Now that all the major North American railroads have reported 2010 earnings, it's time to break out our Foolish brushes and paint a portrait of this bellwether industry with broader, more fluid strokes. First, let's peek at results from the self-described "thoroughbred of transportation."

Norfolk Southern (NYSE: NSC) grew fourth-quarter net earnings by 31%, making the most of a 14% improvement in railway operating revenue over the prior-year period. The company correctly celebrated a solid year of recovering momentum for 2010, and confidently added, "We have every reason to believe that 2011 will be an even stronger year for us."

With attractive growth opportunities, including FedEx's (NYSE: FDX) decision to utilize Norfolk Southern as its "primary Eastern rail carrier" to haul freight over its intermodal network, this thoroughbred is locking in new sources of baseline demand. Norfolk Southern observed "highway conversions" -- signifying railroads' continued advancement into the market share of the trucking industry at large -- accounting for most of its 22% increase in domestic intermodal traffic. The company closed out 2010 with a 16% increase in intermodal revenues for the fourth quarter.

Aside from intermodal, Norfolk Southern sees coal shipments providing further strength in the new year. Export coal volumes actually tumbled 18% in the fourth quarter, and the company referenced winter storms and strong prior-year volumes as potential culprits. I had been searching for insight into Massey Energy's (NYSE: MEE) mention of "inconsistent rail service" within the miner's disappointing fourth-quarter production update, and I see these two puzzle pieces fitting together.

Zooming out to the bigger picture, I observe some sequential softness in fourth-quarter freight activity that warrants mentioning alongside the strongly encouraging outlooks for the major railroad operators. Merchandise shipments for Norfolk Southern rose by 3% in the fourth quarter, substantially beneath the 14% pace of improvement logged for the full-year 2010. Corroborating  data that first caught my attention in Union Pacific's (NYSE: UNP) results, and was later reinforced by CSX's (NYSE: CSX) report, Norfolk Southern's 20% decline in fourth-quarter automotive volumes builds a compelling case for a troubling dip in automotive demand, during a quarter widely presumed to have been a bastion of domestic economic improvement.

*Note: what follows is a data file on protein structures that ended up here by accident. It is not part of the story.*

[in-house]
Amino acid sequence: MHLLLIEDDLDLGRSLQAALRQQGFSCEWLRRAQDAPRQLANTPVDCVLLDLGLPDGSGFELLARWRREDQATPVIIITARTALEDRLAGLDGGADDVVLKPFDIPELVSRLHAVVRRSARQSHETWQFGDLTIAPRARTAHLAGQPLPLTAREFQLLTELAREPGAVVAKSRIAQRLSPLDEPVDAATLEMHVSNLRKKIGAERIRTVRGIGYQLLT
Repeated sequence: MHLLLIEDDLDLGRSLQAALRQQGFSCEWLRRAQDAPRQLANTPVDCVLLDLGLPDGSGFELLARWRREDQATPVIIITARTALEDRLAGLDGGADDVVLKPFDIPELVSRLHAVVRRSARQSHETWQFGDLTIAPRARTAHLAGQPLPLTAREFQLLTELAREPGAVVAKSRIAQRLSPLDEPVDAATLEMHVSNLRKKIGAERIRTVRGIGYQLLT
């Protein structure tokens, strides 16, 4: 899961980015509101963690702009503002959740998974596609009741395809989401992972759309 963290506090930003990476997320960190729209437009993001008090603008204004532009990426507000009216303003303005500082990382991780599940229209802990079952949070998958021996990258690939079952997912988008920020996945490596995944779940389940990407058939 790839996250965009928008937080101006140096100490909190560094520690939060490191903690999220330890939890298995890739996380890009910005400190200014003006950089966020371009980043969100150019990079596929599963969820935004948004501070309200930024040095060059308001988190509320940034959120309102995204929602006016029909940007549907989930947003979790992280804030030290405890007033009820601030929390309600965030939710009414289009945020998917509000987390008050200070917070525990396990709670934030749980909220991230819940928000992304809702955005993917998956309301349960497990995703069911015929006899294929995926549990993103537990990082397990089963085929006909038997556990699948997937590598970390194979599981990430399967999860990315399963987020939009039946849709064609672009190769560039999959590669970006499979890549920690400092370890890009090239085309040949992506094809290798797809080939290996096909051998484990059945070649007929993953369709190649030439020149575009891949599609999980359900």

Also, while Norfolk Southern's fourth-quarter railway operating revenue grew by 14% year over year, this $2.4 billion figure remains 4% lower than in 2008's comparable quarter. I share in the industry's enthusiasm regarding the substantial strides made to date in rebuilding a foundation of normalized freight demand in the wake of the financial crisis, and I'm encouraged by their expectations for further gains in 2011. I'd merely suggest that Fools remain watchful for signs of diminishing growth rates across any of the key pillars of the domestic economy.